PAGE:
The seventeen stories that comprise the collection of Robert Carver in the anthology titled Beginners all reveal the extent to which his writing is profoundly influenced by Ernest Hemingway. From the opener “Why Don’t You Dance?” to the closer “One More Thing” not only are each of these tales the very literal definition of a “short” story, they also exemplify how Carver took to the heart Hemingway’s preference for a style he quite appropriately termed the “iceberg” approach to story construction. The reader is offered just a bare minimum of information directly through the narrative and is charged with diving through the surface of the story to discover the wealth of meaning lying beneath.
When not done well or with a lack of artistic focus—as with much of the work of Hemingway, ironically—the result of offering readers only a small portion of what is seen compared to what is unseen can be a dangerous game. Carver, by contrast, remains in such precise control of the information that would be considered the visible part of the iceberg that the process of reading in order to get at the part of the iceberg that is hidden from view become something of a celebration of the joys of literature. Even so, the presumption that readers will be intellectually endowed enough to penetrate through to what isn’t made explicit is always the most dangerous game for an author.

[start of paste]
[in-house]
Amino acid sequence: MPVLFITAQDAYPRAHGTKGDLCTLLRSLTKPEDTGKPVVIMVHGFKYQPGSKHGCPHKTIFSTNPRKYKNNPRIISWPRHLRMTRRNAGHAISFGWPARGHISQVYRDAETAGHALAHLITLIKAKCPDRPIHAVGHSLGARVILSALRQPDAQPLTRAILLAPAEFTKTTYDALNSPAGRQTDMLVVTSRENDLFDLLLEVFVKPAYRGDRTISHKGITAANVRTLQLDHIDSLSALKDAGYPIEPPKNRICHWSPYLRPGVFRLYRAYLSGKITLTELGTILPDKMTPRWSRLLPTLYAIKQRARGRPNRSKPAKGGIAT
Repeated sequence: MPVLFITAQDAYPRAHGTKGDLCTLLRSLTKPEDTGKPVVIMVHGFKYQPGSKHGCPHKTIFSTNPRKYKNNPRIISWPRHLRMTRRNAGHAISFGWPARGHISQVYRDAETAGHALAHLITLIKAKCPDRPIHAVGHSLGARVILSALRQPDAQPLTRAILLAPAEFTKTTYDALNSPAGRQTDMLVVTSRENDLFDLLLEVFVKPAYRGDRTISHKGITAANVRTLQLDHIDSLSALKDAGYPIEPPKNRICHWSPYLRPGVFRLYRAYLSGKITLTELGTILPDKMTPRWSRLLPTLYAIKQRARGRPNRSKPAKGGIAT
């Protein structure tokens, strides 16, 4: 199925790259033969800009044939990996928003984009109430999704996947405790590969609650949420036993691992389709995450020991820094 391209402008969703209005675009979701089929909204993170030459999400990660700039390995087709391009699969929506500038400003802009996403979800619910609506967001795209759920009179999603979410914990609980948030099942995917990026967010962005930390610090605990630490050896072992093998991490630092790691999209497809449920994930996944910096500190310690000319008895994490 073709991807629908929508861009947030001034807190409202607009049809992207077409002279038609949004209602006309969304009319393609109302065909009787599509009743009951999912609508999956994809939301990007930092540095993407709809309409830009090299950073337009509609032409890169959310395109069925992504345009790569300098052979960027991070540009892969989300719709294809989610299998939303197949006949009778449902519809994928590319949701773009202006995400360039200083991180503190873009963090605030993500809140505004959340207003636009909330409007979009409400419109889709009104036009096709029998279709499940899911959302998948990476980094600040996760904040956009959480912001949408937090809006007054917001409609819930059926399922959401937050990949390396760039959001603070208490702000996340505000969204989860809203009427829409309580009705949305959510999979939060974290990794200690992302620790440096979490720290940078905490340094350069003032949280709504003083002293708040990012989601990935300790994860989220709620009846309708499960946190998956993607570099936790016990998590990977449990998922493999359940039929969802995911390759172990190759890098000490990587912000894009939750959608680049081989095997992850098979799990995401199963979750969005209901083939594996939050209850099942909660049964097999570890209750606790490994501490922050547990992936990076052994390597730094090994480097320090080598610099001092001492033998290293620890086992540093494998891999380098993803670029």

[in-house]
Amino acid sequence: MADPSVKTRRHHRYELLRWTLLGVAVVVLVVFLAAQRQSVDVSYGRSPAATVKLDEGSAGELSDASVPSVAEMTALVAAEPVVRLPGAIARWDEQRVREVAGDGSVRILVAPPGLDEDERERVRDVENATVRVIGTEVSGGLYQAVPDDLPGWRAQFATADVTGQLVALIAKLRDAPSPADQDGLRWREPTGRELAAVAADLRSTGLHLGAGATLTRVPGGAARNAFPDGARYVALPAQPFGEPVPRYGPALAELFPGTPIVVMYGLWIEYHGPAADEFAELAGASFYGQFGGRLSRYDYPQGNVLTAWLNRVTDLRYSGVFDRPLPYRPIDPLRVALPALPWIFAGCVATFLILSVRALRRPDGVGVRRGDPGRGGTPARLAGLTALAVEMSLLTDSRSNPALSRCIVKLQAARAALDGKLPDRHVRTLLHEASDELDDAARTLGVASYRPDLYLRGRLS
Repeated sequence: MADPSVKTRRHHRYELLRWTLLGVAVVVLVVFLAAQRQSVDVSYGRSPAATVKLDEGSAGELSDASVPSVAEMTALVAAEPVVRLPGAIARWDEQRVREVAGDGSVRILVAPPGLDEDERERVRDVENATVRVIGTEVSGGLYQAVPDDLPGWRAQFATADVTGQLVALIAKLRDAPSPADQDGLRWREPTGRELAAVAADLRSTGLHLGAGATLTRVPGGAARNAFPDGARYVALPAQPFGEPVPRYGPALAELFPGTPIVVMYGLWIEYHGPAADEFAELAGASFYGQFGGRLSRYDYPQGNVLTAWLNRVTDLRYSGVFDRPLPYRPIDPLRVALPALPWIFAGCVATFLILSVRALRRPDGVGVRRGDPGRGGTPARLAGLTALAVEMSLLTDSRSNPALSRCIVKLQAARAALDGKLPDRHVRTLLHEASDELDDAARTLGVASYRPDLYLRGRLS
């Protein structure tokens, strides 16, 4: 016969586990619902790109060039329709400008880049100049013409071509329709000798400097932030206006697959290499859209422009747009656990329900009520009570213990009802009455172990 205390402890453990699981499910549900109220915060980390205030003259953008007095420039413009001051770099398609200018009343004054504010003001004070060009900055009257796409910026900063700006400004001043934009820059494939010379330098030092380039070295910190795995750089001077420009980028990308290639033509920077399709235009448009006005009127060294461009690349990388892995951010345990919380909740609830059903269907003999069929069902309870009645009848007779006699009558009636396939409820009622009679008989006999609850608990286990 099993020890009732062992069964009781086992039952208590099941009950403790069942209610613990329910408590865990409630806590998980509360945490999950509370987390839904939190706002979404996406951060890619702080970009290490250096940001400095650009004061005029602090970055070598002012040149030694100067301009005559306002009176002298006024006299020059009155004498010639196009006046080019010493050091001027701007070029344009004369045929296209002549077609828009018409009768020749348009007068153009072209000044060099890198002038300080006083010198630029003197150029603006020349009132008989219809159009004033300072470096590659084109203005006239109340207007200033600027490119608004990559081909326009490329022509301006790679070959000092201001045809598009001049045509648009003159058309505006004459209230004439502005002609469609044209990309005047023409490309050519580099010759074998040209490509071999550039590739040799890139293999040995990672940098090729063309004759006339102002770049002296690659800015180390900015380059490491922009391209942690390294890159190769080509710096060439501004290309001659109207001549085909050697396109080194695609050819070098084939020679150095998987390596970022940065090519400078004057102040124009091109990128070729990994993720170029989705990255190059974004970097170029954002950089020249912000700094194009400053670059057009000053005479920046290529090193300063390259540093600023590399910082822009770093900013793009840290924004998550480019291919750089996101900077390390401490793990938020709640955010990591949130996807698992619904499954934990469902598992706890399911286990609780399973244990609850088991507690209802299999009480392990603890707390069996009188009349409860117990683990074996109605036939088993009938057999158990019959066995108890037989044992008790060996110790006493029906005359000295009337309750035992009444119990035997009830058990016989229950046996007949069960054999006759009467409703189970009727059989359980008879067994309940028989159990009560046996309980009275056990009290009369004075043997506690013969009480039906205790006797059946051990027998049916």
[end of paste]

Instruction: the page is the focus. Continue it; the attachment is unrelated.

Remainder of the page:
Beginners is a definitive example of the concept that “less is more.” While Carver’s minimalist techniques are informed by the Modernist literary movement of which Hemingway was at the vanguard, he cannot himself authentically be characterized as a product of Modernism. Carver’s stripped-down formula for short-story construction is a direct response to his position within that group of writers who came of age in the wake of World War II and which led directly to experimentations eventually given the name Postmodern. Like the bulk of Carver’s work, the story contained in this collection are populated by characters struggling to make sense of themselves within a society coming to terms with being the most powerful force in the history of the world.
The reaction to that acknowledgment of being a part of something special and endowed with an undefinable purpose is expressed in Carver’s prose in the form of characters besieged by feelings of guilt, alienation, difficult finding a path toward belonging and a desire to connect that is all too often obstructed by revulsion toward direct discourse. The people in these stories are almost universally struggling in their relationships direct as a result of an inability to communicate. As a result, much of the subtext of these fragmented relationships winds up being portrayed through a technique that reflects the dissociative nature of their psyches. At some point in each story, at least one character is forced to confront the psychological distance existing between them and those they love by examining how they have failed.
One of the great paradoxes of the “iceberg” approach to writing is that the mechanics of language are usually far more simple than more densely written fiction like that of Faulkner or even Stephen King, yet is more frustrating for some to read precisely because part of the job of understanding has been handed over to the reader. The words are simple, the sentences declarative and the paragraphs short throughout Beginners, but because what Carver hasn’t written is every bit as important as what he has, understanding can easily be subverted. Or, in other words, form follows function as it is what his characters do not say in these stories that creates such a barrier to communication and connection between them.